Atlantic Cities

What Real Respect for Bicyclists Looks Like

What Real Respect for Bicyclists Looks Like
ipv Delft

Drivers, cyclists, and pedestrians all compete for space and safety on the streets and roads of the world’s cities and suburbs. It’s a contentious and sometimes ugly coexistence, which is why so many government agencies and advocacy groups periodically mount public-awareness campaigns with messages like "share the road" or "don’t be a jerk" or "respect other road users."

In the end, those are just words. The ultimate form of respect for any road user is properly designed infrastructure that allows that a person to travel with comfort and safety using their preferred mode. In the United States, it’s clear who gets real respect (and infrastructure spending) on a regular basis. That would be the people driving cars.

Drivers have specialized facilities in abundance – take the Interstate Highway System just for starters. Pedestrians are more often an afterthought in American road design, although in some communities they are afforded crosswalks and signals designed with varying degrees of sophistication (leading pedestrian intervals, countdown clocks, etc.). And cyclists have a small but growing number of bike lanes – which, as I argued last week, are a lot more comfortable and useful if they are separated from cars by more than just a stripe of paint. But paint is usually all cyclists get, if they even get that much.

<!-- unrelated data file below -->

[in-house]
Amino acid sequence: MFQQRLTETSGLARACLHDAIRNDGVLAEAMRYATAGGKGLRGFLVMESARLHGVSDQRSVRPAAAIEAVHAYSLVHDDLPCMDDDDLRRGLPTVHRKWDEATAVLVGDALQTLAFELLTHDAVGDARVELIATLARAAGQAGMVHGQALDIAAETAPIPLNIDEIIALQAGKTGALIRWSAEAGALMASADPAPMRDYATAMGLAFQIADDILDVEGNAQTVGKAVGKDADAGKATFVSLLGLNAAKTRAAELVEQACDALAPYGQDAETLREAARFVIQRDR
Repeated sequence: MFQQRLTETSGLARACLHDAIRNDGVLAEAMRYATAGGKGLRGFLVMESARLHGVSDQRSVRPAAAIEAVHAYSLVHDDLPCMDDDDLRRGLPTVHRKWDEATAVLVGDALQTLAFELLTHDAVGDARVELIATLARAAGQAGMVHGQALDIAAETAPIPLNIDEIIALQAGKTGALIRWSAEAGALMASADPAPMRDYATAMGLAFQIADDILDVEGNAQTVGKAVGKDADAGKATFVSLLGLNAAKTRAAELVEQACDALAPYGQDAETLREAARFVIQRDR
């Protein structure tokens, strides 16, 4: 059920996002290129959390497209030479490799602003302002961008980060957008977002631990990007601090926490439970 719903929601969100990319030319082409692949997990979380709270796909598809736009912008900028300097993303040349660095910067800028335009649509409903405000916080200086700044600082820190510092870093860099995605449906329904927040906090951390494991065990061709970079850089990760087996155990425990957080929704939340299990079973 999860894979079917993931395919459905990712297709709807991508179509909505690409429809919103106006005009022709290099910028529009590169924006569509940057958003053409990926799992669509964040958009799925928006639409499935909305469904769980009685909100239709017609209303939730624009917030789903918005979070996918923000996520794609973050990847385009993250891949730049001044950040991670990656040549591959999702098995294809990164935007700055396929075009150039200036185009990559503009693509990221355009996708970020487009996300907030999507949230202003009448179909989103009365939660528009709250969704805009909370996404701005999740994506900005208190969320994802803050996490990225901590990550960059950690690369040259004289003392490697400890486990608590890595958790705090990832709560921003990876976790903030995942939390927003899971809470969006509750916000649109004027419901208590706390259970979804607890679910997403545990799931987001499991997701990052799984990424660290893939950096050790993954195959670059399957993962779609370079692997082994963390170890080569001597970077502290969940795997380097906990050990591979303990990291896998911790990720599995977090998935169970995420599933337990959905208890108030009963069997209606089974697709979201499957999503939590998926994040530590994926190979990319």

The message sent by the infrastructure is clearer than thousands of "share the road" signs.

So what does real respect for bicyclists look like in practice? Well, one manifestation is the graceful new Hovenring, a "floating" bicycle roundabout that opened recently in Eindhoven, the Netherlands. Suspended above the roadway, the roundabout gives bikers a completely separated route over the highway. The roundabout is also lovely to look at, with a central column designed to be a beacon indicating the entrance to the community.

Here's a look at the grand opening, via BicycleDutch:

From the BicycleDutch site:

[T]his was an extremely large rural roundabout (officially a ‘traffic circle’ because of the right of way arrangements) with separated cycle paths all around it. …  It had cycle paths and there were traffic lights to control the flow of traffic. But to the Dutch that is not safe enough anymore. Yes, there was separation, but at the places of crossing motorized traffic and cyclists were only separated in time and not in place. When people make mistakes (going through a red light for instance) this could still lead to dangerous situations. The area is full of new housing with a lot of children and especially for those kids cycling to school, the new situation is far better. Now, both types of traffic are completely separated in time and also in place, so cyclists can pass this large junction safely and without stopping.

Give yourself a minute to take that in. The cyclists were separated by time, but not by place. And for the Dutch, “that is not safe enough anymore.

Now that’s what I call respect.

More BicycleDutch video of the roundabout during a normal day of traffic below.

Sarah Goodyear has written about cities for a variety of publications, including Grist and Streetsblog. She lives in Brooklyn. All posts »

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